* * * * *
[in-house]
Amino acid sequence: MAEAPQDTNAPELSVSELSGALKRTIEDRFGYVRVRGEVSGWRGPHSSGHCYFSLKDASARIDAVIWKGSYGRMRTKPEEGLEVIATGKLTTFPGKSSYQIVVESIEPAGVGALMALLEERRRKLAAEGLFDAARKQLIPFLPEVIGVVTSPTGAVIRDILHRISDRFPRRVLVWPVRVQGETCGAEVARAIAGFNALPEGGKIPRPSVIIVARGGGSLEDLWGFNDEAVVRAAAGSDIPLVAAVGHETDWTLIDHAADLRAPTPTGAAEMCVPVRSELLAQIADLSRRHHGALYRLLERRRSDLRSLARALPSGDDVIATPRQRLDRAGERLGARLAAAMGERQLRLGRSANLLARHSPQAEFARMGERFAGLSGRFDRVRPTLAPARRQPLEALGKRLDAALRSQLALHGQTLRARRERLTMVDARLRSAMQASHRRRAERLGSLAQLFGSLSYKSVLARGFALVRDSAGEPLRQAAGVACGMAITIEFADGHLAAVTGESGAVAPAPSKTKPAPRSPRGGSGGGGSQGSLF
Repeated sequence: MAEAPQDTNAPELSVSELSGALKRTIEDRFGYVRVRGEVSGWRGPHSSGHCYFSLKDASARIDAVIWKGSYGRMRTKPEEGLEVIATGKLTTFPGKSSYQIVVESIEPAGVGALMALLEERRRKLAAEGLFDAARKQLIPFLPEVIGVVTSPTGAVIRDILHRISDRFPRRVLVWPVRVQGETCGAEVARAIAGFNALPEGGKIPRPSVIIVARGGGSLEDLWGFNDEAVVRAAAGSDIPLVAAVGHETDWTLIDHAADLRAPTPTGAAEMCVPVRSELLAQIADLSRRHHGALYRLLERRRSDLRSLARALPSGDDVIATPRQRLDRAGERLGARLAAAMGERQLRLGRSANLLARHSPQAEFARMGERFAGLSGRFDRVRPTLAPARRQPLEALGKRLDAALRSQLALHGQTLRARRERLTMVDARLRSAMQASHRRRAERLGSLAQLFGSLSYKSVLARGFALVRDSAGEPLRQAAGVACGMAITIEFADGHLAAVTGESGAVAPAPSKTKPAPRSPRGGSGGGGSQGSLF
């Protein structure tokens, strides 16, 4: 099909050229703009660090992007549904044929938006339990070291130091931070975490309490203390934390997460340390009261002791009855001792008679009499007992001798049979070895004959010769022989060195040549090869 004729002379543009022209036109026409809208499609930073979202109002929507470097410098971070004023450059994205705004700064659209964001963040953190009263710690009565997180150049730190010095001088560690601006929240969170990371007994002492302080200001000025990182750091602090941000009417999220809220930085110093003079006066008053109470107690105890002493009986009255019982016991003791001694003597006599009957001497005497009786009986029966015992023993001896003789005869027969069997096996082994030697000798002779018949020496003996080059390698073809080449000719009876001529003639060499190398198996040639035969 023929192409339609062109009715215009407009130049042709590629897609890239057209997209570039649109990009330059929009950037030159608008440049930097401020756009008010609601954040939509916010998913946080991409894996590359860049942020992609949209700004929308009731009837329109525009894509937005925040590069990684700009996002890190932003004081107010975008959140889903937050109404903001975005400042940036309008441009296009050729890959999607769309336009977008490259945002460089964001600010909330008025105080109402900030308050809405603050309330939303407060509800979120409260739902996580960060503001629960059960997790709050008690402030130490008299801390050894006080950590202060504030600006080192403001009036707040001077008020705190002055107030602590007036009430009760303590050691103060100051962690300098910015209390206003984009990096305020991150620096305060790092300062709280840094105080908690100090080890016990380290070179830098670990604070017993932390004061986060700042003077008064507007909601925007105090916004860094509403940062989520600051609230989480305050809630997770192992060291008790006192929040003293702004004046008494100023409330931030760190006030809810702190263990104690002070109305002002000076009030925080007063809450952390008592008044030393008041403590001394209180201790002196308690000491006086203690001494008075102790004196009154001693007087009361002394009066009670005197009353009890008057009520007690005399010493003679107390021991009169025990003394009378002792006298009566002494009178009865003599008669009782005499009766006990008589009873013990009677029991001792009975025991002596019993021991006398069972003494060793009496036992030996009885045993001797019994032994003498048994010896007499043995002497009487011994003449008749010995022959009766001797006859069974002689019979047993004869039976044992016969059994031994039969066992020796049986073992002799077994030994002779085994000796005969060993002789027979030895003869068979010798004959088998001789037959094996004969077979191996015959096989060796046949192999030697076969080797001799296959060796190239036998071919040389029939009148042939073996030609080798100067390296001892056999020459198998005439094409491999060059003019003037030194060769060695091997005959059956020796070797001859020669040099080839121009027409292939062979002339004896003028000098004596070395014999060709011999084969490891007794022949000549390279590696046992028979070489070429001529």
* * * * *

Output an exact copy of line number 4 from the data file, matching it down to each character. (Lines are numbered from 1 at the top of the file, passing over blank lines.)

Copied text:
């Protein structure tokens, strides 16, 4: 099909050229703009660090992007549904044929938006339990070291130091931070975490309490203390934390997460340390009261002791009855001792008679009499007992001798049979070895004959010769022989060195040549090869 004729002379543009022209036109026409809208499609930073979202109002929507470097410098971070004023450059994205705004700064659209964001963040953190009263710690009565997180150049730190010095001088560690601006929240969170990371007994002492302080200001000025990182750091602090941000009417999220809220930085110093003079006066008053109470107690105890002493009986009255019982016991003791001694003597006599009957001497005497009786009986029966015992023993001896003789005869027969069997096996082994030697000798002779018949020496003996080059390698073809080449000719009876001529003639060499190398198996040639035969 023929192409339609062109009715215009407009130049042709590629897609890239057209997209570039649109990009330059929009950037030159608008440049930097401020756009008010609601954040939509916010998913946080991409894996590359860049942020992609949209700004929308009731009837329109525009894509937005925040590069990684700009996002890190932003004081107010975008959140889903937050109404903001975005400042940036309008441009296009050729890959999607769309336009977008490259945002460089964001600010909330008025105080109402900030308050809405603050309330939303407060509800979120409260739902996580960060503001629960059960997790709050008690402030130490008299801390050894006080950590202060504030600006080192403001009036707040001077008020705190002055107030602590007036009430009760303590050691103060100051962690300098910015209390206003984009990096305020991150620096305060790092300062709280840094105080908690100090080890016990380290070179830098670990604070017993932390004061986060700042003077008064507007909601925007105090916004860094509403940062989520600051609230989480305050809630997770192992060291008790006192929040003293702004004046008494100023409330931030760190006030809810702190263990104690002070109305002002000076009030925080007063809450952390008592008044030393008041403590001394209180201790002196308690000491006086203690001494008075102790004196009154001693007087009361002394009066009670005197009353009890008057009520007690005399010493003679107390021991009169025990003394009378002792006298009566002494009178009865003599008669009782005499009766006990008589009873013990009677029991001792009975025991002596019993021991006398069972003494060793009496036992030996009885045993001797019994032994003498048994010896007499043995002497009487011994003449008749010995022959009766001797006859069974002689019979047993004869039976044992016969059994031994039969066992020796049986073992002799077994030994002779085994000796005969060993002789027979030895003869068979010798004959088998001789037959094996004969077979191996015959096989060796046949192999030697076969080797001799296959060796190239036998071919040389029939009148042939073996030609080798100067390296001892056999020459198998005439094409491999060059003019003037030194060769060695091997005959059956020796070797001859020669040099080839121009027409292939062979002339004896003028000098004596070395014999060709011999084969490891007794022949000549390279590696046992028979070489070429001529």